In an effort to maintain a constant watch on Sudanese dictator Omar al-Bashir and his continued atrocities in the region, George Clooney says his Satellite Sentinel Project will be upgrading its surveillance. 

“I have a satellite in areas [in Sudan] where there is a lot of violence because we want to keep an eye on some of the atrocities that are going on there and because we want not just accountability but we want to make it more and more difficult to act without ramifications,” Clooney said of the project started in 2010. “We find that it has been incredibly successful since now the attacks only happen at night or under cloud cover.”

To counter al-Bashir's new tactics, the 52-year-old actor says his spy satellite will be switching to infrared to see through clouds or the cover of night. 

“It is our job to try and shine a light on those places,” he told reporters at the Venice Film Festival. “If it helps at all, it is worth it.”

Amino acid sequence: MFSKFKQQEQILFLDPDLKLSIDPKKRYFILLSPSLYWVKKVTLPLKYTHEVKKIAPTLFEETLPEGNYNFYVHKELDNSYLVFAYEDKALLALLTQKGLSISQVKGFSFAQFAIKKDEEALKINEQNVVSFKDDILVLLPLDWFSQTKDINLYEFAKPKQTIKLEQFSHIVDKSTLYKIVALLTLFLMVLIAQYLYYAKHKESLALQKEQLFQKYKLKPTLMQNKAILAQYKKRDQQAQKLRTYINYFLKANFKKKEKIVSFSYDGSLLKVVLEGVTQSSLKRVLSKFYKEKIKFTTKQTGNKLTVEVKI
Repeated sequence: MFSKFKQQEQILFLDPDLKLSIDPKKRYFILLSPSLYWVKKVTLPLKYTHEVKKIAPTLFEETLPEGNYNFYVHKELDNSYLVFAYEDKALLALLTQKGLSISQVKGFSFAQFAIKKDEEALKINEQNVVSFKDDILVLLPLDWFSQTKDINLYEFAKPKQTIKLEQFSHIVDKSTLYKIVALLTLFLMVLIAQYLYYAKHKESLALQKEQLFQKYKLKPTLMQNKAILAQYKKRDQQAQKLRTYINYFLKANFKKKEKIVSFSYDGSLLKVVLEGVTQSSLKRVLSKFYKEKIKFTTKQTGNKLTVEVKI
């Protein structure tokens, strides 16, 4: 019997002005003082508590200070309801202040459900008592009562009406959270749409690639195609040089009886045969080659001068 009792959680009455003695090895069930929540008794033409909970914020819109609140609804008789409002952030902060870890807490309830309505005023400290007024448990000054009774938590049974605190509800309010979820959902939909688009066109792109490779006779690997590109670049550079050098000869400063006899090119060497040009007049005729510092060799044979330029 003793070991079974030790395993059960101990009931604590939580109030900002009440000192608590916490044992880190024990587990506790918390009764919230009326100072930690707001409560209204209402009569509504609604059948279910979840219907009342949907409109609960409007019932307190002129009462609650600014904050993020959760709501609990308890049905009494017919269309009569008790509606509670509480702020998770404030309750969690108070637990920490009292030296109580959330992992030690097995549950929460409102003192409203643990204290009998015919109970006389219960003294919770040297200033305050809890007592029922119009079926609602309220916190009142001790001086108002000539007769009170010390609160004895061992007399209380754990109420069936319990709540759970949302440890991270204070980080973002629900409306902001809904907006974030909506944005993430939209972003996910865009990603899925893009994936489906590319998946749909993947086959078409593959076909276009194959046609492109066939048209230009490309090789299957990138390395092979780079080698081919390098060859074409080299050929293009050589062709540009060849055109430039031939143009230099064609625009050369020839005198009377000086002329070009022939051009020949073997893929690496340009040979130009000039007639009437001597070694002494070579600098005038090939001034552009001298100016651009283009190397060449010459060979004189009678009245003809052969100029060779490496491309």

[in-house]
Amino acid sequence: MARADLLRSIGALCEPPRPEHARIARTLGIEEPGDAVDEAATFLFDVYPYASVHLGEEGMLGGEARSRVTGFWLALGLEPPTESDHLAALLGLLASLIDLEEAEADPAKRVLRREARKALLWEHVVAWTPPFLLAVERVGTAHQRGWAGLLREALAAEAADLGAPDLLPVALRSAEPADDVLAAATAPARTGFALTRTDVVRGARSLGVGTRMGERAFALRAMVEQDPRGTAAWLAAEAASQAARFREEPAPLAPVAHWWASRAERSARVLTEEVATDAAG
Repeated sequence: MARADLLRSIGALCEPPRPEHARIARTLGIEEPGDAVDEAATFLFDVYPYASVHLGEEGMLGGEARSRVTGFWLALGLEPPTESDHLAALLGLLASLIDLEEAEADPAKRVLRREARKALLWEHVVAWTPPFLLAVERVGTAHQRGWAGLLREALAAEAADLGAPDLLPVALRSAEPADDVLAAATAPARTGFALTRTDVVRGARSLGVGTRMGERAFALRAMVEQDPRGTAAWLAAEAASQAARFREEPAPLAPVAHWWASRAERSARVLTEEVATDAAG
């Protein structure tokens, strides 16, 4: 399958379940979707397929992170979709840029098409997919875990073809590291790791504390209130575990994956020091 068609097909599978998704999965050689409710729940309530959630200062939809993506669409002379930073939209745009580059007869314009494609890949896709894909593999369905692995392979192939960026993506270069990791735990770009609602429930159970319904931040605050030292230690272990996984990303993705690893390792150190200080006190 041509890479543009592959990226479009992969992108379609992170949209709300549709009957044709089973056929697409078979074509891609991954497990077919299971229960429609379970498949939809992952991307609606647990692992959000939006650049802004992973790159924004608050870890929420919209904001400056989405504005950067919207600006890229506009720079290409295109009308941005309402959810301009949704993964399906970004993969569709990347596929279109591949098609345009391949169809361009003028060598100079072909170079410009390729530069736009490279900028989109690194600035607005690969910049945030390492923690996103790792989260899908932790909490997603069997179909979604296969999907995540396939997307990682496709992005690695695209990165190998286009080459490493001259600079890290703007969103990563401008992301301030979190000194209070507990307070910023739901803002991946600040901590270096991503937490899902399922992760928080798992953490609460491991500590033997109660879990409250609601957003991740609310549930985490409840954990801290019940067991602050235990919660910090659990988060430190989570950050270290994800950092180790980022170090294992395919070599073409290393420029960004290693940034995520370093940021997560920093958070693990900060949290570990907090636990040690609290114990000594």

Since 2006, Clooney has been passionately involved in bringing awareness to the humanitarian crisis in the Sudan. Besides several meetings with President Obama, the actor has also significantly drawn the public's attention to the crisis by personally visiting the region several times with reporters and documentary filmmakers. In March 2012, along with his father, Nick Clooney, and several former and current members of Congress, he was arrested during a protest outside the Sudanese embassy in Washington, D.C.

“Honestly, right now there is a ticking time-bomb threatening roughly 100,000 helpless people who are hiding for their lives and terrorized,” Clooney told Fox News Sunday. “And if I can go to some place like that, and because someone shot rockets at us it gets media attention to a story we are trying to tell, I’m fine with that. I don’t make policy. I just make it louder.”

Earlier this summer, Clooney — a brand ambassador for coffee maker Nespresso — announced that he had convinced corporate bosses to shell out money for roads and other infrastructure needed to help revitalize Sudan's coffee industry by 2015.

"There is a real opportunity here," he said. "There is only one product coming from South Sudan right now, that's oil, and the problem (with) oil is that someone, a company, takes the oil from the ground, beneath the feet of the actual people who put (it) there, put it in a pipeline ... and they sell it. It (the money) doesn't seem to trickle back down to the people."

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